“Realistically, they won’t bounce back until COVID is behind us globally. We like to think international borders could start to open in 2022 – but 2023 is probably the year where things return,” Fitzgibbon said, as reported by the Sydney Morning Herald.
On the bright side, nib’s private health insurance business in Australia remained stable despite the impacts of border closures, with the insurer expecting full-year underlying profits of up to $225 million.
Fitzgibbon offered assurances that nib’s private health insurance business would more than make up for the insurer’s hard-hit segments.
“We are very bullish – COVID-19 is clearly put into sharp focus for many people the risk of disease and need for protection,” Fitzgibbon said.
Read more: Coronavirus to have implications for Australian businesses and insurance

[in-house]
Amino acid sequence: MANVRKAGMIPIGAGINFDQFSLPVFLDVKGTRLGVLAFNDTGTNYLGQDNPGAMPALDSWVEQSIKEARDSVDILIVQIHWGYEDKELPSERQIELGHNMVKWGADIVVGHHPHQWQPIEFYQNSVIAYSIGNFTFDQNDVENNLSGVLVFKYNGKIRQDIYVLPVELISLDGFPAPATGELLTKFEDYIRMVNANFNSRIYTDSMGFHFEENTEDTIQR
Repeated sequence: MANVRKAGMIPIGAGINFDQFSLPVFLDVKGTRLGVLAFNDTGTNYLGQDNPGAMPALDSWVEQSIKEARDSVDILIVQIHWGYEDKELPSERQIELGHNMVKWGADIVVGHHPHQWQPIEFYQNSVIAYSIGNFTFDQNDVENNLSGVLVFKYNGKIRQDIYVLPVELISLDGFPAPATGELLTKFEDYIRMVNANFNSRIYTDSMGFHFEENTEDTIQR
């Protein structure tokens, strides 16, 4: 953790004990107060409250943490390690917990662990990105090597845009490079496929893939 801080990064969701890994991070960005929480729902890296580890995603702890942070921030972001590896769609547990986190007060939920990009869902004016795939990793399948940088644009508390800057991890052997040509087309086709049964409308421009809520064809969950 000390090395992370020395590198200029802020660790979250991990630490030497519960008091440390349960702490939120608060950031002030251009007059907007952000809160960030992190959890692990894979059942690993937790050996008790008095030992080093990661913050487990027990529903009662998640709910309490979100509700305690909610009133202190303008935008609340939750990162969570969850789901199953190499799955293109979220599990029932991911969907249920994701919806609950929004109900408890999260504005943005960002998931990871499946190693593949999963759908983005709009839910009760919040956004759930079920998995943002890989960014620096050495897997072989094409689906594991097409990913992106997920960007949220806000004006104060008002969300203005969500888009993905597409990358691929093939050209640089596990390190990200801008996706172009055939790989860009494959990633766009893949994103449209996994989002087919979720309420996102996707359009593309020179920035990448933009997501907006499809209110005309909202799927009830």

The continued strength of nib’s Australian health insurance business would see its underlying profit grow from $86.9 million in the first half of the year to between $200 million and $225 million for 2021 overall, Fitzgibbon said.
On Monday, share price gains had pushed nib 38% higher than in October when the firm was trading at $4.30.
The insurer told its shareholders that it was still difficult to forecast future claims, given the pandemic uncertainties. However, it highlighted its $140.9 million underlying operating profit for the nine months ending March 31, driven by a 3.7% growth in the number of policyholders while claims remained lower than expected.
Analysts commented that claims trends are looking better than the industry had predicted after the COVID-19 lockdowns, and they expect nib to see gains in the longer term once borders reopen.
“The stock should benefit from any increased bullishness on a reopening of trade for both its travel and international businesses,” JPMorgan analysts wrote in a note to clients, as reported by the Sydney Morning Herald.